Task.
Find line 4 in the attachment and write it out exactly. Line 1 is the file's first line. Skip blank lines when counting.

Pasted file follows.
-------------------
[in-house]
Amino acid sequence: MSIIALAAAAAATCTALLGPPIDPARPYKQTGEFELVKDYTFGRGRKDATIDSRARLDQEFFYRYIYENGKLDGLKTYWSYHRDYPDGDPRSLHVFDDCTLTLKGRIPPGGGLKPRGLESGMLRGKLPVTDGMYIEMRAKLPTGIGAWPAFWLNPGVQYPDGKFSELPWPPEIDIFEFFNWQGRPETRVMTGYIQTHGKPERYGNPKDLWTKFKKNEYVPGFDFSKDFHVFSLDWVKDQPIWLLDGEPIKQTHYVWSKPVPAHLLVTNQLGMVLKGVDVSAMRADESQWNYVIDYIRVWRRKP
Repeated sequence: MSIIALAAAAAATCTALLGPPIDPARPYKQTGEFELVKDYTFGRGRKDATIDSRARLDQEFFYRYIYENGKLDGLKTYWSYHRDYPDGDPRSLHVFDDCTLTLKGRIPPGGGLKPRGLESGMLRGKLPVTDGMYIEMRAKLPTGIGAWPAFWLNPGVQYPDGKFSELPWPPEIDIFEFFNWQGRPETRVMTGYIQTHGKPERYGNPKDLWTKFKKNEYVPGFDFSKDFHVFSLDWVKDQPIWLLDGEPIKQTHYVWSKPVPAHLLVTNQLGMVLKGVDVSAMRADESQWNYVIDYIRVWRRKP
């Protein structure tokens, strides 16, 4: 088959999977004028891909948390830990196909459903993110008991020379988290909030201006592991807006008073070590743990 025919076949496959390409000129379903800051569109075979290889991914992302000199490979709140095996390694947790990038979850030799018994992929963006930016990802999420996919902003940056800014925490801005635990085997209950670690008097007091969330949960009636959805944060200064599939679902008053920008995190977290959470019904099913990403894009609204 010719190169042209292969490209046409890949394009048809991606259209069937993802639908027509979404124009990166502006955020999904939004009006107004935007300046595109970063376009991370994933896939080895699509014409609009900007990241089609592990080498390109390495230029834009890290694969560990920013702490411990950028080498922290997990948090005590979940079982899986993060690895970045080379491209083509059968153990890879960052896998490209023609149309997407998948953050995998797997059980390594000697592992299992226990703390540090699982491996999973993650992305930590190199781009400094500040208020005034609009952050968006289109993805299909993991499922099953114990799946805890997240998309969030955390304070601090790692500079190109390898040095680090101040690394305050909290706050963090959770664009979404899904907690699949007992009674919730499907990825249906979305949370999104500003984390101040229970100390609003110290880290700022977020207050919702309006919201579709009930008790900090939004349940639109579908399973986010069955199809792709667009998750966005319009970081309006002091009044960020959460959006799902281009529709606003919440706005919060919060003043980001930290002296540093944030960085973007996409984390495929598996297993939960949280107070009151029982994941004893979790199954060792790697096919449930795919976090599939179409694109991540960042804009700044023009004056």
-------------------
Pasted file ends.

């Protein structure tokens, strides 16, 4: 088959999977004028891909948390830990196909459903993110008991020379988290909030201006592991807006008073070590743990 025919076949496959390409000129379903800051569109075979290889991914992302000199490979709140095996390694947790990038979850030799018994992929963006930016990802999420996919902003940056800014925490801005635990085997209950670690008097007091969330949960009636959805944060200064599939679902008053920008995190977290959470019904099913990403894009609204 010719190169042209292969490209046409890949394009048809991606259209069937993802639908027509979404124009990166502006955020999904939004009006107004935007300046595109970063376009991370994933896939080895699509014409609009900007990241089609592990080498390109390495230029834009890290694969560990920013702490411990950028080498922290997990948090005590979940079982899986993060690895970045080379491209083509059968153990890879960052896998490209023609149309997407998948953050995998797997059980390594000697592992299992226990703390540090699982491996999973993650992305930590190199781009400094500040208020005034609009952050968006289109993805299909993991499922099953114990799946805890997240998309969030955390304070601090790692500079190109390898040095680090101040690394305050909290706050963090959770664009979404899904907690699949007992009674919730499907990825249906979305949370999104500003984390101040229970100390609003110290880290700022977020207050919702309006919201579709009930008790900090939004349940639109579908399973986010069955199809792709667009998750966005319009970081309006002091009044960020959460959006799902281009529709606003919440706005919060919060003043980001930290002296540093944030960085973007996409984390495929598996297993939960949280107070009151029982994941004893979790199954060792790697096919449930795919976090599939179409694109991540960042804009700044023009004056």